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Wi-jún-jon, Pigeon's Egg Head (The Light) Going To and Returning From Washington

1837-1839 George Catlin Born: Wilkes-Barre, Pennsylvania 1796 Died: Jersey City, New Jersey 1872 oil on canvas 29 x 24 in. (73.6 x 60.9 cm) Smithsonian American Art Museum Gift of Mrs. Joseph Harrison, Jr. 1985.66.474 Smithsonian American Art Museum
2nd Floor, South Wing

Gallery Label

Catlin mistranslated Ah-jon-jon, whose name means “The Light,” as “Pigeon's Egg Head.” The Light was an Assiniboine leader who was invited in 1831 to represent his tribe in Washington. During a winter in the nation's capital, he traded his native dress for European clothes and customs. In Catlin's before-and-after portrait, the once proud warrior, with a liquor bottle in his pocket, swaggers in high-heeled boots and carries a fan and umbrella. For Catlin, this transformation illustrated the tragic gulf between Native American and white cultures.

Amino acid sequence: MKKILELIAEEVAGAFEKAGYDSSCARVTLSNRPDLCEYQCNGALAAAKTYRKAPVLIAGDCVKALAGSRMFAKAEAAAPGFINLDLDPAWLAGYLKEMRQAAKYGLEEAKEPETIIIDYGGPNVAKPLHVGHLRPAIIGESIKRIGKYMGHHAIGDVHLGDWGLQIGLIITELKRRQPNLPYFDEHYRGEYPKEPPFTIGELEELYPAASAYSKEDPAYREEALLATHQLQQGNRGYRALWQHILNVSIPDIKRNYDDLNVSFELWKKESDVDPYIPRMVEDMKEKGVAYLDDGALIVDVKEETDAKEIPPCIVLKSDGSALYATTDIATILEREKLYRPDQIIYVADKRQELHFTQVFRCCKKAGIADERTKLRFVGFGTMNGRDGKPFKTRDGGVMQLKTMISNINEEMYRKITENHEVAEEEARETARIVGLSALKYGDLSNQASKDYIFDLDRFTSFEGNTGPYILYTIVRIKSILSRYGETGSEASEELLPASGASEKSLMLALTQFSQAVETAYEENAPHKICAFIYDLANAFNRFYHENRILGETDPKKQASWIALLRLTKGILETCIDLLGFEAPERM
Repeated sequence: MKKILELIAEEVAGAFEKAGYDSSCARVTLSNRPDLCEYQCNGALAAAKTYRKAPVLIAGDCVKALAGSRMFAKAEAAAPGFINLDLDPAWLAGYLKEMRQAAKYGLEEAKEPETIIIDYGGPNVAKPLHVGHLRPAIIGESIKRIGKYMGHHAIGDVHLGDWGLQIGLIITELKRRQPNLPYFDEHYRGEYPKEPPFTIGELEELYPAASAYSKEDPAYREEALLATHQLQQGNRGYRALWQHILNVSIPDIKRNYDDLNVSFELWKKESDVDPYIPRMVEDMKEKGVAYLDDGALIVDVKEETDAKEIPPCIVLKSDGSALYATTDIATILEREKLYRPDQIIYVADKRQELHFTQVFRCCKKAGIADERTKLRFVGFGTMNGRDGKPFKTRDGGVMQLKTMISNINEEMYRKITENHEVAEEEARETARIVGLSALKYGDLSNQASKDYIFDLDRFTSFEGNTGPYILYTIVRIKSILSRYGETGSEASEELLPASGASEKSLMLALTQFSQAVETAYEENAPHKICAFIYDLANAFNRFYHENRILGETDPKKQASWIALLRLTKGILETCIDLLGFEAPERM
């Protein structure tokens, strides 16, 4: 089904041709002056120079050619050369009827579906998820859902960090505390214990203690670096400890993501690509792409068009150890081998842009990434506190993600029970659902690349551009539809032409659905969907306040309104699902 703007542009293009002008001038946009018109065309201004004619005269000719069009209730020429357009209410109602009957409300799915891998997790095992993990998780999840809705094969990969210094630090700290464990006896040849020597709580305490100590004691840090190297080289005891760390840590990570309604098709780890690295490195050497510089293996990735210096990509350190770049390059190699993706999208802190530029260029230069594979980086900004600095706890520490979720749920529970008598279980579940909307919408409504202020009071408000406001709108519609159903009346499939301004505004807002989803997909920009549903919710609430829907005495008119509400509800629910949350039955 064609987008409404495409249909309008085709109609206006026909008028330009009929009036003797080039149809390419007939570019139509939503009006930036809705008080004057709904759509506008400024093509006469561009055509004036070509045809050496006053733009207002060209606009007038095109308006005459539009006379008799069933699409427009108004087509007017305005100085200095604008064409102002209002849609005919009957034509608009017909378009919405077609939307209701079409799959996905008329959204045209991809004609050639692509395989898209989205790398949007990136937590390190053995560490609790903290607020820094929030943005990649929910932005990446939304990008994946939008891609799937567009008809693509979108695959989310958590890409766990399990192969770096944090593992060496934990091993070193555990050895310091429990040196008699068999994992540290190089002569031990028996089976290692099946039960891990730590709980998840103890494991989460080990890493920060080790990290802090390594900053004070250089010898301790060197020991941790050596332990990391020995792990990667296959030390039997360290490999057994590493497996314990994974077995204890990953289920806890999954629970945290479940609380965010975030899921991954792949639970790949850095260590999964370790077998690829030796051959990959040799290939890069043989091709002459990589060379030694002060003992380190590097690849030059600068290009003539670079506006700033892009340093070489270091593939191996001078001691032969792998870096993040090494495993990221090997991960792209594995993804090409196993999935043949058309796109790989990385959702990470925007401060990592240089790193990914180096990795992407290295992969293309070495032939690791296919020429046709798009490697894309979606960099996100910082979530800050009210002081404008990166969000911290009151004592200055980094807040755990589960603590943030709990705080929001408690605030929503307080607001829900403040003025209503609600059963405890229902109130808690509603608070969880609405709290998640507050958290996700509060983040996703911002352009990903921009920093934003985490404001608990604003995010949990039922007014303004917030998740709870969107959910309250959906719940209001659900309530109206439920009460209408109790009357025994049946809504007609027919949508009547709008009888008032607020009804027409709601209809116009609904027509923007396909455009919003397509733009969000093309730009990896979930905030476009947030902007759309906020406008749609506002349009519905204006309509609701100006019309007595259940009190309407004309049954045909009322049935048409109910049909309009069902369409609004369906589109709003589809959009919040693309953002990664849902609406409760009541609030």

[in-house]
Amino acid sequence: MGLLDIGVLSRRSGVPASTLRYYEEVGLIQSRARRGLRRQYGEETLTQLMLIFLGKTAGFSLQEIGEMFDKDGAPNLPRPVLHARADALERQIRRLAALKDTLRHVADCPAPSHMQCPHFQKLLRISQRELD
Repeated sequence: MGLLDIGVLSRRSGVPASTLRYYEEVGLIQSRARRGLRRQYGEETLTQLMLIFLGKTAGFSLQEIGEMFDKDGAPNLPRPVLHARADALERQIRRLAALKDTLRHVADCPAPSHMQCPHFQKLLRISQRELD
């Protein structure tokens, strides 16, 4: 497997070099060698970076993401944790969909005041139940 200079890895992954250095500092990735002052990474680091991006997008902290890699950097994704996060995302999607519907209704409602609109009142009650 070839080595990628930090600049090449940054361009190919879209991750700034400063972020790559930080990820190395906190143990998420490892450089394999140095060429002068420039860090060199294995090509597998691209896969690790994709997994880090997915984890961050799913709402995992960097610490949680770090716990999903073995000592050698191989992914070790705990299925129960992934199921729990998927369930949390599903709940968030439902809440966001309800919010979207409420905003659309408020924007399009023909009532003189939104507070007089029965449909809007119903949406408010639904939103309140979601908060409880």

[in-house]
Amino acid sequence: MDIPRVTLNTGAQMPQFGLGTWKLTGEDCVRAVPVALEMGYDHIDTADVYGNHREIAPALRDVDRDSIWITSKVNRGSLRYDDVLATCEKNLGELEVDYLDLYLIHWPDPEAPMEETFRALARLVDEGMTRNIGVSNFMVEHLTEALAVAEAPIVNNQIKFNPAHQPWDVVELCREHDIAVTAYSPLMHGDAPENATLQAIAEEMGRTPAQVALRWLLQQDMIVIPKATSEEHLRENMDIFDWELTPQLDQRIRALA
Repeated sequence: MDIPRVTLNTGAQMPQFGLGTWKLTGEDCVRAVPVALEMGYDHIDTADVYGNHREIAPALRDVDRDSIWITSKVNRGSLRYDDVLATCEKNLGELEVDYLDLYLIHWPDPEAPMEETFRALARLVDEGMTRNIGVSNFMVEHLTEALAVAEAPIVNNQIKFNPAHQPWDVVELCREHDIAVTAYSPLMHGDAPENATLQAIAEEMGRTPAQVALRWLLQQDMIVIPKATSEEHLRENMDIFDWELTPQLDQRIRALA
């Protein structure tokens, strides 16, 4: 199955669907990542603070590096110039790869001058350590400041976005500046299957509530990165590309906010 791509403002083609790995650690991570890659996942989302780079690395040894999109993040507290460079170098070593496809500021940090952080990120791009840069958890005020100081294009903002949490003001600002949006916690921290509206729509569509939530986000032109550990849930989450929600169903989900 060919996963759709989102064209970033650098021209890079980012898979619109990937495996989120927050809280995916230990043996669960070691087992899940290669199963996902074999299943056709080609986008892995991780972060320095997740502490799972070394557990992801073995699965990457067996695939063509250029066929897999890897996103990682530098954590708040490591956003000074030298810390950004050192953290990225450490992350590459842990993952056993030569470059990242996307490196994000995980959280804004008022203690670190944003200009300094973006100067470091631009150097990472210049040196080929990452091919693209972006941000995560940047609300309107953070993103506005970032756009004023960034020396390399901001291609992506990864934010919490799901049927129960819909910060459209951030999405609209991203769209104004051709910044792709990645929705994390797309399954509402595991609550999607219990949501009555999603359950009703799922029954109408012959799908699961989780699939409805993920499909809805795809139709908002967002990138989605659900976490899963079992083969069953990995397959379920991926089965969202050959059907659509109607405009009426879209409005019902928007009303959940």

Luce Center Label

George Catlin first met the Light in St. Louis in December 1831, when the Assiniboine warrior was en route to Washington to meet President Andrew Jackson and tour the city. Catlin recalled that the warrior appeared for his portrait sitting “plumed and tinted . . . [and] dressed in his native costume, which was classic and exceedingly beautiful.” Wi-jún-jon returned home to the northern Plains eighteen months later a decidedly different man---dressed apparently in a “general’s” uniform and sharing what to his fellow tribesmen were astonishing accounts of the white man’s cities. They eventually rejected his stories as “ingenious fabrication of novelty and wonder,” and his persistence in telling such “lies” eventually led to his murder. (Catlin, Letters and Notes, vol. 2, no. 55, 1841; reprint 1973)


Dress - accessory - umbrella

Dress - ethnic - Indian dress

Ethnic - Indian

Portrait male - Light

Portrait male - Pigeon's Egg Head


paint - oil

fabric - canvas

metal - aluminum - support added